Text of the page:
YouTube’s Broken Copyright System

CopyrightThis is a very good video from a guy who does game reviews on YouTube. Now I don’t care about games, but this video is about the truly fucked up system where people who make videos are guilty until proven innocent. All someone has to do is say, “Hey! He’s using my copyrighted material!” And the video gets blocked. The situation is completely unacceptable. And it’s interesting because if three videos get blocked in this way, YouTube takes the channel down. But there appears to be no three strikes rule for the copyright holders. They can just throw out spurious claims, have them overruled, and nothing bad ever happens to them.

As you probably know, I am very unhappy with our copyright system. It is screwed up and I say that as someone who is nominally protected by copyright. Here are a few of the articles I’ve written on the subject:

Copyright: Forever Less One Day
Our Failed Copyright System In Not MLK’s Fault
Defining GDP Up
Vague Patent Trolling
A Funny Thing Happened on the Way to Copyright Reform
Winners Always Win
Corporations are Rarely Creators
Copyright is for Wimps
Andrew Keen’s Big Bait and Switch

But check out this video because it is important stuff. And he’s giving the profits from it to the Electronic Frontier Foundation.

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About Frank Moraes

Frank Moraes is a freelance writer and editor online and in print. He is educated as a scientist with a PhD in Atmospheric Physics. He has worked in climate science, remote sensing, throughout the computer industry, and as a college physics instructor. Find out more at About Frank Moraes.

0 thoughts on “YouTube’s Broken Copyright System

  1. It’s worth noting that the video is better if one clicks on "Full Screen" to read the changing citations at the bottom.

    What makes this particularly ridiculous is the nature of the "copyrighted material." Video games are not watched, they’re played! You could post two hours of screenshots from a popular video game and not damage the value of the original one whit.

    I don’t know anything about the difference between laws covering video clips used in reviews. From what I’ve seen, movie trailers are fair game; anyone can make a video based on those. And YouTube does have to protect itself, of course, from being used as a piracy site.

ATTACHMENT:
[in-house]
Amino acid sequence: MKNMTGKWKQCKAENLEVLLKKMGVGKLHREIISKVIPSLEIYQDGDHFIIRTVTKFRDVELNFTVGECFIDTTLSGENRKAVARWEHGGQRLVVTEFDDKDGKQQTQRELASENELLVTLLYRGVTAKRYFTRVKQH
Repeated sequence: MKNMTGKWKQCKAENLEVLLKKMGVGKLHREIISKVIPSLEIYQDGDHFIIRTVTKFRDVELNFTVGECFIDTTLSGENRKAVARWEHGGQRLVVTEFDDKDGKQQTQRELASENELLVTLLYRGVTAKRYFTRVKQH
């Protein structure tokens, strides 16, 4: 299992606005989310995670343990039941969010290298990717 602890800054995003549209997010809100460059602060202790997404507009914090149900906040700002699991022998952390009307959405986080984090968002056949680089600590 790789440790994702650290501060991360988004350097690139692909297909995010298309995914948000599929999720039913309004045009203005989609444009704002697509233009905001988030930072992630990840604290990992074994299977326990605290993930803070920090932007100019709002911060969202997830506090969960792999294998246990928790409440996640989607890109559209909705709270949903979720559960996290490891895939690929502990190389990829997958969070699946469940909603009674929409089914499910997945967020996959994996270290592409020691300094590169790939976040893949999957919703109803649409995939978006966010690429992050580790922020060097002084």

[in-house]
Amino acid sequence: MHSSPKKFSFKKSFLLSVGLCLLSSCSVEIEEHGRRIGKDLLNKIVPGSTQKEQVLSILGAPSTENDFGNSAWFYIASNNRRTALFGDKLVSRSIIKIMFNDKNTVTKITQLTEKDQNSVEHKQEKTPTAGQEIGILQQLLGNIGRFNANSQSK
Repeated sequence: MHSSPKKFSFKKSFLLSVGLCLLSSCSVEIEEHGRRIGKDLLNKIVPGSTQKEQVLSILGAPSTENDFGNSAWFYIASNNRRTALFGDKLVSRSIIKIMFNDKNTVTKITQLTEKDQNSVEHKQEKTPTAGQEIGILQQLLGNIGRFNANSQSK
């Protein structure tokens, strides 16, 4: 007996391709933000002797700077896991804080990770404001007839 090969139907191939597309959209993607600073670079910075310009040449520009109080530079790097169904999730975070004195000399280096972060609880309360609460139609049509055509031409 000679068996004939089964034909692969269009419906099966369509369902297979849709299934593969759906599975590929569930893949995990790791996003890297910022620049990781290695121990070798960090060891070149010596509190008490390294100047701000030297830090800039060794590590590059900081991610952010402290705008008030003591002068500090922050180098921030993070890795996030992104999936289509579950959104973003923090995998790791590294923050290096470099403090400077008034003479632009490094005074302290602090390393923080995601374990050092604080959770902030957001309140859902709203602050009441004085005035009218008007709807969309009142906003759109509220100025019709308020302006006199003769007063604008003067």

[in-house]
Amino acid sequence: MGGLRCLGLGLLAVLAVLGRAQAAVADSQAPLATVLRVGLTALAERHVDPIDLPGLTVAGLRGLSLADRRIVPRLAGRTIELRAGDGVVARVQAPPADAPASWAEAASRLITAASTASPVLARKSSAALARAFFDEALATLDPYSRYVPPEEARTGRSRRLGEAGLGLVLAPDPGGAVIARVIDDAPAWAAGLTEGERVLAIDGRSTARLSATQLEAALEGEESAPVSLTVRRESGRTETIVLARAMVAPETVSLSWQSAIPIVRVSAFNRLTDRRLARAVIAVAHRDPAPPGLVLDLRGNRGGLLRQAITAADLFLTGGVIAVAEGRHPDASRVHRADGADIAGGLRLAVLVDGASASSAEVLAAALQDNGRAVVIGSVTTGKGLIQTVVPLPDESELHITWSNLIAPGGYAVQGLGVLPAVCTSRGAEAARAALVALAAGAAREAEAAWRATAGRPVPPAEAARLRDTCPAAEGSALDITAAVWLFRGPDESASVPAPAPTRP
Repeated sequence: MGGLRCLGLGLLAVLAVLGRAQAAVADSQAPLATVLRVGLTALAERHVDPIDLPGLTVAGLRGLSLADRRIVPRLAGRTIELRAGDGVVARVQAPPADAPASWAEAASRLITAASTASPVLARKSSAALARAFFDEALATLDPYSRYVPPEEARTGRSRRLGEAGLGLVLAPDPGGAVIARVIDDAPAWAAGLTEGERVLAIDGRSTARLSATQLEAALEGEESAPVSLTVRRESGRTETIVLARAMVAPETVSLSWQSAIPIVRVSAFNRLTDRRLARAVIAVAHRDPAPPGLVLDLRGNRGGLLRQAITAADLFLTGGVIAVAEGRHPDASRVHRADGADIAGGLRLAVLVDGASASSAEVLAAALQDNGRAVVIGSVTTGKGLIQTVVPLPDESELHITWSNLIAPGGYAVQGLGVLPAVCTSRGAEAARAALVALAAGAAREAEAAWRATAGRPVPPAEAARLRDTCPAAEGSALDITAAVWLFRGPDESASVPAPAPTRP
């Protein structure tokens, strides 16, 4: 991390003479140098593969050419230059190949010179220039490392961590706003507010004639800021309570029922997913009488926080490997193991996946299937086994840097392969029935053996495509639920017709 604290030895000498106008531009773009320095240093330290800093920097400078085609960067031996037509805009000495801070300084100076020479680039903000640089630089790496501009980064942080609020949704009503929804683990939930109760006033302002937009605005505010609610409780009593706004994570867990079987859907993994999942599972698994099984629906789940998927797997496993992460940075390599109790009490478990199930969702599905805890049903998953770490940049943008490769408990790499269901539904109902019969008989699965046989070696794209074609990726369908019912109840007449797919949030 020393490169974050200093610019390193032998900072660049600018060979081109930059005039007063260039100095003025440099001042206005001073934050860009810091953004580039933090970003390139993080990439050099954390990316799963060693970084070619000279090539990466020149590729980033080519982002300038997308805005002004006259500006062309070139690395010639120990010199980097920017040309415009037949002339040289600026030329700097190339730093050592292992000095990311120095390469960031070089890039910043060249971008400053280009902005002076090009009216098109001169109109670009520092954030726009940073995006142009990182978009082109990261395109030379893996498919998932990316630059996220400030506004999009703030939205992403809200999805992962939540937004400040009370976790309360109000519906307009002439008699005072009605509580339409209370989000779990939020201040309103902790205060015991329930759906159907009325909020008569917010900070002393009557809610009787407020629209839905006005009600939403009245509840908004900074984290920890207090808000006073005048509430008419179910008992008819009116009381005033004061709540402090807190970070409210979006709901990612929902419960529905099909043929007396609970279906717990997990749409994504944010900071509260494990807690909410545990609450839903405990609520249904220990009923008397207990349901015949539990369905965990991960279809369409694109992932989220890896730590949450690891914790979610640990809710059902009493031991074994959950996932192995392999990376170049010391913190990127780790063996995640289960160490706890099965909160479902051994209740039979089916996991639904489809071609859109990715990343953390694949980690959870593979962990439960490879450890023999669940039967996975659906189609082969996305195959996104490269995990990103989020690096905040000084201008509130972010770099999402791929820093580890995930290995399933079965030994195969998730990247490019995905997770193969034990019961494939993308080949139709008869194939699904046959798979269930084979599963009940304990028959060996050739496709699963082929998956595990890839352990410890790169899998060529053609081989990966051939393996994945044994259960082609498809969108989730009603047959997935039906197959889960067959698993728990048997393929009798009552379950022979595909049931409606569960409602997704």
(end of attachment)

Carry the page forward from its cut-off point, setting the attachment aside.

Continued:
Maybe ideally there’d be like an Attorney General figure/group for Internet intellectual property theft; someone who could judge that, no, a five-second clip of TV is not theft and a full-length video is. Something like that. And certainly the idea that screenshots from video games (as opposed to the negative reviews) hurt the value of that product is silly.

  2. @JMF – The law is pretty clear about this stuff. But because YouTube is so sensitive, they allow content owners to throw their weight around.

    I think it is sad because many people clearly do break the law by, for example, posting whole movies. But I’ve lived through 2 copyright claims on 30 second bits of video. In both cases the companies decided that my use was fine. And that’s as it should be because I don’t just put up video clips–they are part of larger videos, which are themselves part of articles.

    What we’re seeing in this case would be like if the producers of [i]Zero Dark Thirty[/i] had banned my parody video because it attacked them. The sad thing is that if it had received 5 million views, they might have done it. And they could have! YouTube makes it easy.

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